" Telling work about cancer had a bit of a mixed reaction for me, I was wondering if I would get through it while they were wondering how they would cope with one less person to do a complex job where I was the only one with the experience to do it.
The union/company had some guidelines where they wouldn't let me continue to work or to use telephones, send emails or represent, in case I got it wrong due to stress/brain fog. I could only go on site if HR had asked me due to insurance issues. I was a bit upset at first but soon realised they had a valid point.
I was told as a rule I wouldn't be required to rush back for the first 12 months which would be covered by full wages then after that it would be half wages. My treatment took some diverse turns and I was sent for further testing during my treatment which extended past the 12 months, however they decided to let me go back before the results of the testing were finished.
I went back on a phased return which took over 6 weeks; 2 hours a day for the first 2 weeks then up to 4 hours for the next two weeks then 6 hours then finally to 8 hours. I also was able to loose some of my more difficult customers until I got back into the swing of it. Unfortunately this didn't happen as on my final CT scan I had a blood clot on my lung which put me out of action for a further month which didn't go down too well but to be fair they allowed me to have another phased return at the end of the month getting used to warfarin.
Hospital appointments etc were honoured without question, however I felt I was getting weaker and weaker, it was getting harder to get up and go in but I felt they had really done enough to try and get me back into the swing of things.
However once back to full time and not so much under the protection of HR it was expected that I was back to "normal" and I was going to be able to step back in and things would just carry on where I left off!
Gloves were off; my boss, a MAN, was one of the worst as his father had prostate cancer and let no opportunity go by to tell me how well he was doing and how it wouldn't be long until I was back to full strength.
He used to deliberately hold meetings in an office down two flights of stairs, sometimes twice a day, that killed my knees and absolutely finished me for doing anything else. I was so exhausted walking up and down 2 flights of stairs and they were usually meetings about meetings.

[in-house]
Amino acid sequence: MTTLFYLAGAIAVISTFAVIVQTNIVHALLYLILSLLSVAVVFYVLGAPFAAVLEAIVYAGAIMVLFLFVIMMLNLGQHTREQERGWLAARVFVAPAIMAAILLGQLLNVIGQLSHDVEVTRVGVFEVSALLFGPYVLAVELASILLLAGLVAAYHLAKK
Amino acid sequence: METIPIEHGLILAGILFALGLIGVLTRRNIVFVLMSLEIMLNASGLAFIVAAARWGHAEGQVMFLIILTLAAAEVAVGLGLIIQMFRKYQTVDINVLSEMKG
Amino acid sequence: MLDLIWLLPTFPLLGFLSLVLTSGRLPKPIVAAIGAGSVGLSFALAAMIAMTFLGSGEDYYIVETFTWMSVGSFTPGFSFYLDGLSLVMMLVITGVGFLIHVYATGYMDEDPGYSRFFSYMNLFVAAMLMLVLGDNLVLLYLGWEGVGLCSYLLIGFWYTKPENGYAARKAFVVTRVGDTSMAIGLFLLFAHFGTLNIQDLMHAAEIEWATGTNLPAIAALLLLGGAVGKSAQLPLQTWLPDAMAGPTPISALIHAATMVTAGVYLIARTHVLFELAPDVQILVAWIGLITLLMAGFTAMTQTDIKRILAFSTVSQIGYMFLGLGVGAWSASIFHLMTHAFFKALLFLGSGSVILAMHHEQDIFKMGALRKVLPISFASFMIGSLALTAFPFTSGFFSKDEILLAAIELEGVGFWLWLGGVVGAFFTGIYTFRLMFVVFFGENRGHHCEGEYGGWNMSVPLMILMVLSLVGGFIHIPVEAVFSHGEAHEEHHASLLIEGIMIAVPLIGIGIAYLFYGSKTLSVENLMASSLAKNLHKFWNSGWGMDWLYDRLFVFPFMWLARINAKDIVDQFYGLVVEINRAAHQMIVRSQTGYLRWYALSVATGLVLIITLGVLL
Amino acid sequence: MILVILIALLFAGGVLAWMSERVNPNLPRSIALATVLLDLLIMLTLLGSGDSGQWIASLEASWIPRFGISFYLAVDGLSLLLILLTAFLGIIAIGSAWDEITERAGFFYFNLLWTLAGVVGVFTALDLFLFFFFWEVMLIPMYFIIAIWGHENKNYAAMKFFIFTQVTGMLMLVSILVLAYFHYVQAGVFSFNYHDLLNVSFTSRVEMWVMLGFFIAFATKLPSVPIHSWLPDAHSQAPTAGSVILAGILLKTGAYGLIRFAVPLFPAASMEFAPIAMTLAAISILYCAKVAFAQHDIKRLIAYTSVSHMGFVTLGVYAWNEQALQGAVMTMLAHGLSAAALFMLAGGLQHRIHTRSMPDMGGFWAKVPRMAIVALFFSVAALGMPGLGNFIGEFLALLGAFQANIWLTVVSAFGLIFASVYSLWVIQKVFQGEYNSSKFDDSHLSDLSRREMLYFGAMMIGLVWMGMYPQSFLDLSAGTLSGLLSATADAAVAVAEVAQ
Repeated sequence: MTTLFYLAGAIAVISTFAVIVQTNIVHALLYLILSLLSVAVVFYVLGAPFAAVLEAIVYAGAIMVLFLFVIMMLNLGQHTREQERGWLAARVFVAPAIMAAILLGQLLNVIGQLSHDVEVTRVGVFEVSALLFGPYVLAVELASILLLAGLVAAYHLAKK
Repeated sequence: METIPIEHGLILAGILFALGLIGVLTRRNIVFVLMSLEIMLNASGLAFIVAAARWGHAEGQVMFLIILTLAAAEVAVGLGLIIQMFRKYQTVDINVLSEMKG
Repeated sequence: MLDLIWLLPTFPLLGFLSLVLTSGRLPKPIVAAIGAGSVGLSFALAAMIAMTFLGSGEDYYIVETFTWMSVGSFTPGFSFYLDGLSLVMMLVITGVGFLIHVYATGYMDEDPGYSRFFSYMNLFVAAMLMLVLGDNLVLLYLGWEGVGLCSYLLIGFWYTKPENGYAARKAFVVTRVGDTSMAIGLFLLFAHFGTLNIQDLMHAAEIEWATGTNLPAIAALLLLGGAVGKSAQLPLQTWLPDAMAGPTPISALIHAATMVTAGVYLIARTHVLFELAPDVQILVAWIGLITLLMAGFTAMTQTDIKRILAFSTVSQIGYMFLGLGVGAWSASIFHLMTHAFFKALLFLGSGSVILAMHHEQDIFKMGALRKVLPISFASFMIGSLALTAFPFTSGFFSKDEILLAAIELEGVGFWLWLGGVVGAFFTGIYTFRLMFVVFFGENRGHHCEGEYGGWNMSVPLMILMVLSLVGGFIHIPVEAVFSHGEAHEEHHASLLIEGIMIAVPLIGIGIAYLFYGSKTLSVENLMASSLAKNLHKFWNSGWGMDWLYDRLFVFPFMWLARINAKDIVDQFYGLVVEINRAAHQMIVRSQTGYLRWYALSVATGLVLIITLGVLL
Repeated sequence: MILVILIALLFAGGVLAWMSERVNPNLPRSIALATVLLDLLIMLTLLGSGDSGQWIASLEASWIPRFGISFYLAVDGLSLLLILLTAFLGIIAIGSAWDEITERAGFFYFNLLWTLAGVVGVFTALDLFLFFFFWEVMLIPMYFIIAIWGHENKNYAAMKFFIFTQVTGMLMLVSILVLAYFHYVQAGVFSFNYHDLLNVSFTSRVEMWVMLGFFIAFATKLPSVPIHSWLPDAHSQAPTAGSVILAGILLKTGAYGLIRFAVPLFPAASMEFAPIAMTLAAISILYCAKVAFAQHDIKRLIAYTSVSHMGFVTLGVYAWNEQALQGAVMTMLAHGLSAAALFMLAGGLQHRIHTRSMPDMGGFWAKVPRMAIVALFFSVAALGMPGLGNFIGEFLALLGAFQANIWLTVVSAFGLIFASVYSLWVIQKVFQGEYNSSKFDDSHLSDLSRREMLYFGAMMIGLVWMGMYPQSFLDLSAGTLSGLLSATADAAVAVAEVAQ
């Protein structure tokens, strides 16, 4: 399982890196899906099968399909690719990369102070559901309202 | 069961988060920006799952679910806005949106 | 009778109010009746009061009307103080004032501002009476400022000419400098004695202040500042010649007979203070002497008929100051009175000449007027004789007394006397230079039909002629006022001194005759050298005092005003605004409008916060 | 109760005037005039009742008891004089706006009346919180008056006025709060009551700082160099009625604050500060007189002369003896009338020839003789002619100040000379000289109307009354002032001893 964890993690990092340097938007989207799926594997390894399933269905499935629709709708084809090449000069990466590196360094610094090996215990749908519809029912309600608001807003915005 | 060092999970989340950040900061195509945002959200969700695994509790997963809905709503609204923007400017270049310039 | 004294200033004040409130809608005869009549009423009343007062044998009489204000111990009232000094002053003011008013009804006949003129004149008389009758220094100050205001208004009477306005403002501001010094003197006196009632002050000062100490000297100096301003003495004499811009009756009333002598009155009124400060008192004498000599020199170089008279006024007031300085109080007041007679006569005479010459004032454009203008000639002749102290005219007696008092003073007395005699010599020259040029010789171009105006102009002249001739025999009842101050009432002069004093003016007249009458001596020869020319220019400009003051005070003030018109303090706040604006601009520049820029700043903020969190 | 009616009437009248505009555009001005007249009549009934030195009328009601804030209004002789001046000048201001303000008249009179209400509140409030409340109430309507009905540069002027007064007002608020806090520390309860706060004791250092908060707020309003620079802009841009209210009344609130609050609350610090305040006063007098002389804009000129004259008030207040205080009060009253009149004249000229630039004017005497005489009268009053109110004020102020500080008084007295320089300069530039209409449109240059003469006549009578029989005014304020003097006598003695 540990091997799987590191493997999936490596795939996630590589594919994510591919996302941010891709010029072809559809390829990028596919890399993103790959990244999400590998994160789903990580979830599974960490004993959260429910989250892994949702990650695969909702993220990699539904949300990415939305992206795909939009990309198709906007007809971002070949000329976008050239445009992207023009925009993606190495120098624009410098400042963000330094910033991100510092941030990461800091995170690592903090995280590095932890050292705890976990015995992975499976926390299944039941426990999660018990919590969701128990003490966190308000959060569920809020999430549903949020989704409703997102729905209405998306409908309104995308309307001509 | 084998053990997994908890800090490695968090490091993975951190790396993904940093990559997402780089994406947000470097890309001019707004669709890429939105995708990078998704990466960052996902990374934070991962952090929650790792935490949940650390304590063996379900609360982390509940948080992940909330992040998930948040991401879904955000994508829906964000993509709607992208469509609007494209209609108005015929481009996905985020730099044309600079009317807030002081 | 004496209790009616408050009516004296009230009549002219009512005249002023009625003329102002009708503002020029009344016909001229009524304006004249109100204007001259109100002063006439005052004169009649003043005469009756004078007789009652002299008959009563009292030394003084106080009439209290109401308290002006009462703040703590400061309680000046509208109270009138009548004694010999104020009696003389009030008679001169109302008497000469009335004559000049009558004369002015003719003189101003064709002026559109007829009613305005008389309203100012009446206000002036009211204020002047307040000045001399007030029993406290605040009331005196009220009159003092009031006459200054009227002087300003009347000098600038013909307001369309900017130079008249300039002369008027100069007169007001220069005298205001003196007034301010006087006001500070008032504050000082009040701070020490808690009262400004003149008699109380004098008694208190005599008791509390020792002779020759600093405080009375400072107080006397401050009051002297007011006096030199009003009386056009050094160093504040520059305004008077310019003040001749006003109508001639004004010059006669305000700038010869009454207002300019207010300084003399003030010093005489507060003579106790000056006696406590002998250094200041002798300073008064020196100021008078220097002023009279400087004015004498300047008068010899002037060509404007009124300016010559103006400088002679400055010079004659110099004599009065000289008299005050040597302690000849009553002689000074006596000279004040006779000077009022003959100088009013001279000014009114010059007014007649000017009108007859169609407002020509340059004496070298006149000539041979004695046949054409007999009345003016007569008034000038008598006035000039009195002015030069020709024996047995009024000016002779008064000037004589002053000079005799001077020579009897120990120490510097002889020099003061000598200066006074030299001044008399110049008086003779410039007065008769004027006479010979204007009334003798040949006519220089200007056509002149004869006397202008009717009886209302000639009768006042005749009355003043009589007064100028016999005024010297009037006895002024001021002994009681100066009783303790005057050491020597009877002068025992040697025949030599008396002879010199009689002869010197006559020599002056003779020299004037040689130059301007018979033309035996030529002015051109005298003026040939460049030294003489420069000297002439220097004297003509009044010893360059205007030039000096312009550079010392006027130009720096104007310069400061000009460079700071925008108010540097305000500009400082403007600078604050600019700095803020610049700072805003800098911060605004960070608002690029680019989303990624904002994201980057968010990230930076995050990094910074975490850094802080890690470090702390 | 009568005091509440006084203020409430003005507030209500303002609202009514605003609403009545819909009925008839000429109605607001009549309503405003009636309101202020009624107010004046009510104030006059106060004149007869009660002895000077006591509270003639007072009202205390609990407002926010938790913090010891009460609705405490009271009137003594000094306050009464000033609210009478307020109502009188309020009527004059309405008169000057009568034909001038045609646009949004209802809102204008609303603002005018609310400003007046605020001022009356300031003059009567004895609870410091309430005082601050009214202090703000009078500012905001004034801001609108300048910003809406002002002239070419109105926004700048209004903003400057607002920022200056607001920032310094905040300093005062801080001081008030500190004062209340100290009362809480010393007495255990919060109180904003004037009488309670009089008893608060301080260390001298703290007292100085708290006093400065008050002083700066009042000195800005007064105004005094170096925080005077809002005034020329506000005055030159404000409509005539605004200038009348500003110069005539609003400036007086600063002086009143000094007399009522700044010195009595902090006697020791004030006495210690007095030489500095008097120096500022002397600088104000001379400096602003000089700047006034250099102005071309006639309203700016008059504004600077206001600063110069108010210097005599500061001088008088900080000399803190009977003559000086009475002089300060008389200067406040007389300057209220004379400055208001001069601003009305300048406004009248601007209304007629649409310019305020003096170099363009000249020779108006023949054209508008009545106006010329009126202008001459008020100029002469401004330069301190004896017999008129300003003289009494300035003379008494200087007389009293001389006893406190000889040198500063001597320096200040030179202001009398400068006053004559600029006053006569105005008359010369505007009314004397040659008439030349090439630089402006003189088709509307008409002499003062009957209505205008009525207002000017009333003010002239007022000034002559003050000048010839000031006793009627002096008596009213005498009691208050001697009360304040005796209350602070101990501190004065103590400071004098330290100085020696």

He was generally as awkward as he could be. down to telling me I couldn't use the disabled space which nobody else could use because there was a step at the drivers door but my car was high and went over the top of it.
That was overridden by HR and was a big help.The others in the office were initially glad to see me back as it meant they were able to get rid of most of what they had taken on when I went off sick, however then my boss, using his father as a yardstick, started to give me new customers and I just felt I wasn't able to cope as well as I did before.
Hard as it was to admit. I was no longer up to the job. I was used to thinking on my feet but not now. When you had been on long term sick your holiday entitlement was returned to you when you came back so I had the full 4 weeks. He told HR that he didn't think I would want to take them ....no discussion with me so I had the added pressure of cringing every time I asked for holiday.
They didn't realise that I was not recovering as well as they wanted or as I wanted either; the fatigue was and still is dreadful. Every day round about 2 - 3.30 I felt like I had been unplugged; just totally devoid of energy and felt my head was going to hit the desk; sometimes had to stop the car on the way home and lean up the side of the glass because I hadn't the energy to continue the whole 5 miles in one go.
I couldn't remember things, I was reading things and not really understanding stuff I has started to make a few mistakes which fortunately was able to correct but was very wary of the consequences.
The crunch for me was when they moved the office which meant the toilets were a lot further away, There was nothing that could be done about that and I felt that I wasn't able to mention to my boss who was the man I mentioned previously.
I eventually got the opportunity to talk to the boss above mine who was a woman and she was the same age as me and I think put herself in my position and was able to empathise about it and knew they weren't going to be able to do anything about the location of the toilets which was quite an issue after brachytherapy and was often left sitting in less than dry clothes.
When they announced a redundancy programme I applied and she accepted me for it which I was grateful for I don't think they fully understood the fatigue and the memory and there was a general feeling of not belonging there any more; the guidelines they had was general for who ever had cancer and not for the individual.
Its hard to say they should do more as they still have to keep the company running. I feel lucky to have had all that support from the company and know that a lot of smaller company's could not afford to pay someone for a year still survive and I know had I gone back to HR they would have stepped in and overrode my boss but that is a very difficult step to take when you are working in a small team."
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xx Kaz xx